Following exposure to inescapable shock, mice exhibit deficits of escape performance, which are progressively more pronounced as training continues. Comparable effects were produced by DA and NE depletion by α-MpT and reserpine, NE depletion by FLA-63, and DA receptor blockade through haloperidol. Treatment with PCPA or 5-HTP did not influence performance. The disruptive effects of reserpine and α-MpT, as well as haloperidol and FLA-63, were additive. Unexpectedly, mice that received both reserpine and FLA-63 exhibited escape latencies that were significantly lower than those of mice that received either treatment alone. Consistent with the view that increased DA synthesis in the reserpine plus FLA-63 condition prevented the escape interference, L-DOPA antagonized the effects of both α-MpT and FLA-63. The results suggest that DA and NE act in a serial fashion to produce the escape deficits. Moreover, although both newly synthesized and previously stored amines contribute to the interference, the short latency responses seen during initial test trials could not be ascribed to previously stored amines.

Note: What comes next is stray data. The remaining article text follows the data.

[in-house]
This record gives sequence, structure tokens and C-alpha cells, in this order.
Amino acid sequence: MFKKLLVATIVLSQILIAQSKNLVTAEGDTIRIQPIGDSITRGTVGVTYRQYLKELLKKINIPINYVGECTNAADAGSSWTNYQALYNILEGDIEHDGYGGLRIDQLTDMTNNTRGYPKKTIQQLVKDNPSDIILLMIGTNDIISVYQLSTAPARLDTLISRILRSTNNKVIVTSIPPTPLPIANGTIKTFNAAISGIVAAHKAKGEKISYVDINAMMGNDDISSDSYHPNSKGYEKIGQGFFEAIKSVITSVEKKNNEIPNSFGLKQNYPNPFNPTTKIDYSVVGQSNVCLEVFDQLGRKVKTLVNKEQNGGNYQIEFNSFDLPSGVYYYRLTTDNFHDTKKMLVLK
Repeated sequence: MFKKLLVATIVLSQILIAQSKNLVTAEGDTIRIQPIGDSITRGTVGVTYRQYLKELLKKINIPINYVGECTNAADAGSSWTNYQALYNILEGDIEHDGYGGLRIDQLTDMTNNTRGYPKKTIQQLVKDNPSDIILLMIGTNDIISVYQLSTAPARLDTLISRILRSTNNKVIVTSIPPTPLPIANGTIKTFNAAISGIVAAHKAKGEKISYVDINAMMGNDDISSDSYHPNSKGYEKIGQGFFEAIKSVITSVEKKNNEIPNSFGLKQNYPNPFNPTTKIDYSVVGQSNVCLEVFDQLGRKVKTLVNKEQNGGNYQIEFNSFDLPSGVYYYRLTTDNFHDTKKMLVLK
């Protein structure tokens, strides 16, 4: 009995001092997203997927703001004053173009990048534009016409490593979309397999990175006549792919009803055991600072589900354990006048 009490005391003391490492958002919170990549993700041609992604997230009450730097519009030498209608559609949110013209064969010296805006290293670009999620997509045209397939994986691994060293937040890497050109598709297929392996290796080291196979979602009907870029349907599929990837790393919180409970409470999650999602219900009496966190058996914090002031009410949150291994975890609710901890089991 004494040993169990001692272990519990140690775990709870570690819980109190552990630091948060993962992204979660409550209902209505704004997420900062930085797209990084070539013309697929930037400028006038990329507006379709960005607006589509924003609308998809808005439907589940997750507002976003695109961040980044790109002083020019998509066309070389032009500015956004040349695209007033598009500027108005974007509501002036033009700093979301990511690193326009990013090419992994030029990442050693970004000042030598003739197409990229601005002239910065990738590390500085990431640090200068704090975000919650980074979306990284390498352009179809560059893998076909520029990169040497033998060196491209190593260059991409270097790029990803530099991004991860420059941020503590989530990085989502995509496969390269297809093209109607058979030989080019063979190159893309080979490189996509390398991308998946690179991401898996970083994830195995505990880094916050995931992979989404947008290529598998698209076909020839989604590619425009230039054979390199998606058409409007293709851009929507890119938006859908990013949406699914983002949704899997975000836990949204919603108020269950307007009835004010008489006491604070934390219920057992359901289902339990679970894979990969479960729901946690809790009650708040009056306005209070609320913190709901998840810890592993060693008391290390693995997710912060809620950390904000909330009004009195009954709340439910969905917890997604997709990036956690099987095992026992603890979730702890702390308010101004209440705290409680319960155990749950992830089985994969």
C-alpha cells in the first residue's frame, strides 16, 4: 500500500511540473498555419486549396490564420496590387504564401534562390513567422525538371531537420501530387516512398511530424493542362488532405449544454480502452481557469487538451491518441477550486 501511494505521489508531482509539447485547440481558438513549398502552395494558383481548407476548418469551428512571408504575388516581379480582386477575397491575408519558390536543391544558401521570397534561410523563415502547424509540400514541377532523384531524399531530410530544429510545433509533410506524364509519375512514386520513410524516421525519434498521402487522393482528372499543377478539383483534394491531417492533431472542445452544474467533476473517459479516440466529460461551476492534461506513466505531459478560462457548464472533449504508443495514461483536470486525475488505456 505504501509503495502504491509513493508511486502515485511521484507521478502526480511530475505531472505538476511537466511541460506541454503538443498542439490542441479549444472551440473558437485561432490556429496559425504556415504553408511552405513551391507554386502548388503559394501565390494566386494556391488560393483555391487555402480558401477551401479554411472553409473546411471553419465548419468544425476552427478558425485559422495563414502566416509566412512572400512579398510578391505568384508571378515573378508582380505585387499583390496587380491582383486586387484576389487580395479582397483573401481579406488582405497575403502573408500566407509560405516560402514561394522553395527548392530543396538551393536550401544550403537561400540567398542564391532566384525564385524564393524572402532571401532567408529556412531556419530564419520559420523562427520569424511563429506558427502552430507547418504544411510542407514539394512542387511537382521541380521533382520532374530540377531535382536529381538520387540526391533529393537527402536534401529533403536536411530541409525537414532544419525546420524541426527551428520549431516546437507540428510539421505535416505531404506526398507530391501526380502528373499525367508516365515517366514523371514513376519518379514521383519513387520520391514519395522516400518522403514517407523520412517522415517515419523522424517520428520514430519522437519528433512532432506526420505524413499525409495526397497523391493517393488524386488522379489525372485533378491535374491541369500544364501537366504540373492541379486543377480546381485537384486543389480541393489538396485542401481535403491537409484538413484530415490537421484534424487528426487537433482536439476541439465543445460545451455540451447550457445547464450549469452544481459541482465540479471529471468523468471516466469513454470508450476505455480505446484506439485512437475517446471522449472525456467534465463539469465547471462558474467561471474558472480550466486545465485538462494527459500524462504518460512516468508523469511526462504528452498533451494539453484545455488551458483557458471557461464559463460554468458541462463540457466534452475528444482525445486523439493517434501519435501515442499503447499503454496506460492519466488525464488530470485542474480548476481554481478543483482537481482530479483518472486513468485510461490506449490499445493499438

, , , , , , ,
Department of Psychology

Anisman, H, Irwin, J. (Jill), & Sklar, L.S. (Lawrence S.). (1979). Deficits of escape performance following catecholamine depletion: Implications for behavioral deficits induced by uncontrollable stress. Psychopharmacologia, 64(2), 163–170. doi:10.1007/BF00496057